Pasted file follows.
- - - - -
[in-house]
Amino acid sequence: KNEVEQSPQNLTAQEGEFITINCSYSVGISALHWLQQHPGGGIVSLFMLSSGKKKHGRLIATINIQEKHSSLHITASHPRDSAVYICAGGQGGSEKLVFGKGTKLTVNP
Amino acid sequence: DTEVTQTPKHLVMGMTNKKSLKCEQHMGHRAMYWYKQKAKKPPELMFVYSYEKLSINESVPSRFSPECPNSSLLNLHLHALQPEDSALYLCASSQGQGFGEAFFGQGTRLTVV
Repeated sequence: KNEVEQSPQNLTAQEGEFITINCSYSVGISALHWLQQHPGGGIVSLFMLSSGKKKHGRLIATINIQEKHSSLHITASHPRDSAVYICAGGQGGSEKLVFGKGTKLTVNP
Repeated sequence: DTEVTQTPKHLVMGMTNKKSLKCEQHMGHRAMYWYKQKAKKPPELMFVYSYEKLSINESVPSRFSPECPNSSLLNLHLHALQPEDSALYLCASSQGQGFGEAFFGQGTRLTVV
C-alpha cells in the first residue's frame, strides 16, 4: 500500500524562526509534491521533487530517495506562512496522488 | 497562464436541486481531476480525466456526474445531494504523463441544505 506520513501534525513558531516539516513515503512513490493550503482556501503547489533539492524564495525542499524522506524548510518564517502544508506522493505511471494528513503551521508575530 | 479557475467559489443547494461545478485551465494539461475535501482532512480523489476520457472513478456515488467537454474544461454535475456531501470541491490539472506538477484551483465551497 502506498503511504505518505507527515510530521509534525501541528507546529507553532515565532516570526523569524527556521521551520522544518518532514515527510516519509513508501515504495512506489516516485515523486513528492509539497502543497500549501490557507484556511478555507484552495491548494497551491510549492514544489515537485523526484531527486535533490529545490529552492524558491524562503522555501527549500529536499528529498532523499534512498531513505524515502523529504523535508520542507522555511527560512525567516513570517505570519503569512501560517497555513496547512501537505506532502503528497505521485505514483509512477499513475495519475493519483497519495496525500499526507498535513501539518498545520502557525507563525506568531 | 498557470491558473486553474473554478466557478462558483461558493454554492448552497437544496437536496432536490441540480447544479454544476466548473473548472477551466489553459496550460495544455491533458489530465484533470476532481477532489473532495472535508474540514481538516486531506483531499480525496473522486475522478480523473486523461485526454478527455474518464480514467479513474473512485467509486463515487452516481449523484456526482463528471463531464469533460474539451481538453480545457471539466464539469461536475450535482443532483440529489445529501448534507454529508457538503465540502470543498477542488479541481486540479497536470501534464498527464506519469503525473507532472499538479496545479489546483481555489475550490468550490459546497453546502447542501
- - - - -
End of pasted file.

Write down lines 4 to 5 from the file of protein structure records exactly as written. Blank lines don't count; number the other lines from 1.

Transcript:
Repeated sequence: KNEVEQSPQNLTAQEGEFITINCSYSVGISALHWLQQHPGGGIVSLFMLSSGKKKHGRLIATINIQEKHSSLHITASHPRDSAVYICAGGQGGSEKLVFGKGTKLTVNP
Repeated sequence: DTEVTQTPKHLVMGMTNKKSLKCEQHMGHRAMYWYKQKAKKPPELMFVYSYEKLSINESVPSRFSPECPNSSLLNLHLHALQPEDSALYLCASSQGQGFGEAFFGQGTRLTVV